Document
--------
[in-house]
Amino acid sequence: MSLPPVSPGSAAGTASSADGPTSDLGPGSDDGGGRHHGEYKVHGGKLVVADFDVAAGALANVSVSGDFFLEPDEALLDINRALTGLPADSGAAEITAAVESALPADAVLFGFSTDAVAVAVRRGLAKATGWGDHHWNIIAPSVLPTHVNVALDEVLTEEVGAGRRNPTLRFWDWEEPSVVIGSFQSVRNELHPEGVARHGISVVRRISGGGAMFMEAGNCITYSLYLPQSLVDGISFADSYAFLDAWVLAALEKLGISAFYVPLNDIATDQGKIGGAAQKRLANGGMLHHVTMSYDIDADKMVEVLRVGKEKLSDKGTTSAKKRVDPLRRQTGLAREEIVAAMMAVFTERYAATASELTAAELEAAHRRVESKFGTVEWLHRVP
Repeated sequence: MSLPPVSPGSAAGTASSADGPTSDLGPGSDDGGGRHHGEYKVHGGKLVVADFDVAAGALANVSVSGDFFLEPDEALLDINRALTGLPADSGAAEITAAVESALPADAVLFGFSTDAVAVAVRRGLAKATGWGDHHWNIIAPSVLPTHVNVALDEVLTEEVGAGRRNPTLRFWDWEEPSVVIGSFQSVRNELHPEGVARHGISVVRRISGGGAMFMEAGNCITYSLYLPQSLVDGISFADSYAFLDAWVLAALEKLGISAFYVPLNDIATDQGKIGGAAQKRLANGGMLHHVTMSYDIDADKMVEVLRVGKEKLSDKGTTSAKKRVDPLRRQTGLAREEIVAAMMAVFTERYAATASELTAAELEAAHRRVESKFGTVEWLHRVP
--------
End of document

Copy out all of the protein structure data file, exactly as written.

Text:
[in-house]
Amino acid sequence: MSLPPVSPGSAAGTASSADGPTSDLGPGSDDGGGRHHGEYKVHGGKLVVADFDVAAGALANVSVSGDFFLEPDEALLDINRALTGLPADSGAAEITAAVESALPADAVLFGFSTDAVAVAVRRGLAKATGWGDHHWNIIAPSVLPTHVNVALDEVLTEEVGAGRRNPTLRFWDWEEPSVVIGSFQSVRNELHPEGVARHGISVVRRISGGGAMFMEAGNCITYSLYLPQSLVDGISFADSYAFLDAWVLAALEKLGISAFYVPLNDIATDQGKIGGAAQKRLANGGMLHHVTMSYDIDADKMVEVLRVGKEKLSDKGTTSAKKRVDPLRRQTGLAREEIVAAMMAVFTERYAATASELTAAELEAAHRRVESKFGTVEWLHRVP
Repeated sequence: MSLPPVSPGSAAGTASSADGPTSDLGPGSDDGGGRHHGEYKVHGGKLVVADFDVAAGALANVSVSGDFFLEPDEALLDINRALTGLPADSGAAEITAAVESALPADAVLFGFSTDAVAVAVRRGLAKATGWGDHHWNIIAPSVLPTHVNVALDEVLTEEVGAGRRNPTLRFWDWEEPSVVIGSFQSVRNELHPEGVARHGISVVRRISGGGAMFMEAGNCITYSLYLPQSLVDGISFADSYAFLDAWVLAALEKLGISAFYVPLNDIATDQGKIGGAAQKRLANGGMLHHVTMSYDIDADKMVEVLRVGKEKLSDKGTTSAKKRVDPLRRQTGLAREEIVAAMMAVFTERYAATASELTAAELEAAHRRVESKFGTVEWLHRVP